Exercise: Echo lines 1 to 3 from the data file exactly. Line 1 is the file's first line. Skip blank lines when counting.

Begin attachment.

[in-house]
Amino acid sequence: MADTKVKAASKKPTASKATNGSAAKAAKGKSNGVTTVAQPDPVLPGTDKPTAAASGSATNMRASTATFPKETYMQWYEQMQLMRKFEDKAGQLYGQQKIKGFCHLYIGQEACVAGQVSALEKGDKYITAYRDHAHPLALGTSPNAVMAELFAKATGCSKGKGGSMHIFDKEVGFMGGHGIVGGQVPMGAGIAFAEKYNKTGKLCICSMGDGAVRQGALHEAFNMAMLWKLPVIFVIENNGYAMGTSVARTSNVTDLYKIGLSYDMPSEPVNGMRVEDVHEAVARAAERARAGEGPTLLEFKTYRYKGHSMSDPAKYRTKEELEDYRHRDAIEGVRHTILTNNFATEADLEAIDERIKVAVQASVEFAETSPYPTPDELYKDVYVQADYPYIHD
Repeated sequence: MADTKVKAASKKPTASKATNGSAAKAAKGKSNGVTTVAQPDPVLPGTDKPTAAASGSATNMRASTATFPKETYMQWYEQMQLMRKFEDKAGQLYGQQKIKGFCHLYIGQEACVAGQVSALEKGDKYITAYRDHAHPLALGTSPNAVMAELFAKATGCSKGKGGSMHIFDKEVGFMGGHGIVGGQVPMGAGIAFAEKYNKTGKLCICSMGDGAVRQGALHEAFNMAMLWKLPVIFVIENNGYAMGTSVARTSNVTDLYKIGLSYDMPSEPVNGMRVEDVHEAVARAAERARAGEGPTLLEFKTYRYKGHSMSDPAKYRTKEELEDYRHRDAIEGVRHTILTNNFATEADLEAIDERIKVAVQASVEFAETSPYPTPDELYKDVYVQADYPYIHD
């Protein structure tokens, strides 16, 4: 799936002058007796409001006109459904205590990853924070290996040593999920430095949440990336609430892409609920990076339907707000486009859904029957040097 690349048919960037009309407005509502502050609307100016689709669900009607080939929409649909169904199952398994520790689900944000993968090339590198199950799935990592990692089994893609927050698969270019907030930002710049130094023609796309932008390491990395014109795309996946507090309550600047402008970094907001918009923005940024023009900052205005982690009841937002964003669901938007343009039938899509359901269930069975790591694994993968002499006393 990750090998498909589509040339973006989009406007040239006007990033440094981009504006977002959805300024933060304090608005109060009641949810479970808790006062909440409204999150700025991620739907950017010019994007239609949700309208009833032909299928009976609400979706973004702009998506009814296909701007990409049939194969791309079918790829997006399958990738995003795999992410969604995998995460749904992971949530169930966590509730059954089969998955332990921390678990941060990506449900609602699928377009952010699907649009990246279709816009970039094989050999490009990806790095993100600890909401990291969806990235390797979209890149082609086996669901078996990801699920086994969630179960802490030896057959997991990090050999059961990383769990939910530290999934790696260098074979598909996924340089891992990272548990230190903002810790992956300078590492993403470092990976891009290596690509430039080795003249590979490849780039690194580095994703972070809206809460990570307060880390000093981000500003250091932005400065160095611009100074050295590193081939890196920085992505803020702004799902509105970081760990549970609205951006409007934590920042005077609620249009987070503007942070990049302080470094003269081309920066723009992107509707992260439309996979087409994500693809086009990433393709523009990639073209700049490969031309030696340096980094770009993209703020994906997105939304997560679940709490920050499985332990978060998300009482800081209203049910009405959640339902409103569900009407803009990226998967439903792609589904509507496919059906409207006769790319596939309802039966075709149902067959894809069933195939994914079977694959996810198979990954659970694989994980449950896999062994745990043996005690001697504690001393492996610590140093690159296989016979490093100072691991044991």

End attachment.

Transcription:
[in-house]
Amino acid sequence: MADTKVKAASKKPTASKATNGSAAKAAKGKSNGVTTVAQPDPVLPGTDKPTAAASGSATNMRASTATFPKETYMQWYEQMQLMRKFEDKAGQLYGQQKIKGFCHLYIGQEACVAGQVSALEKGDKYITAYRDHAHPLALGTSPNAVMAELFAKATGCSKGKGGSMHIFDKEVGFMGGHGIVGGQVPMGAGIAFAEKYNKTGKLCICSMGDGAVRQGALHEAFNMAMLWKLPVIFVIENNGYAMGTSVARTSNVTDLYKIGLSYDMPSEPVNGMRVEDVHEAVARAAERARAGEGPTLLEFKTYRYKGHSMSDPAKYRTKEELEDYRHRDAIEGVRHTILTNNFATEADLEAIDERIKVAVQASVEFAETSPYPTPDELYKDVYVQADYPYIHD
Repeated sequence: MADTKVKAASKKPTASKATNGSAAKAAKGKSNGVTTVAQPDPVLPGTDKPTAAASGSATNMRASTATFPKETYMQWYEQMQLMRKFEDKAGQLYGQQKIKGFCHLYIGQEACVAGQVSALEKGDKYITAYRDHAHPLALGTSPNAVMAELFAKATGCSKGKGGSMHIFDKEVGFMGGHGIVGGQVPMGAGIAFAEKYNKTGKLCICSMGDGAVRQGALHEAFNMAMLWKLPVIFVIENNGYAMGTSVARTSNVTDLYKIGLSYDMPSEPVNGMRVEDVHEAVARAAERARAGEGPTLLEFKTYRYKGHSMSDPAKYRTKEELEDYRHRDAIEGVRHTILTNNFATEADLEAIDERIKVAVQASVEFAETSPYPTPDELYKDVYVQADYPYIHD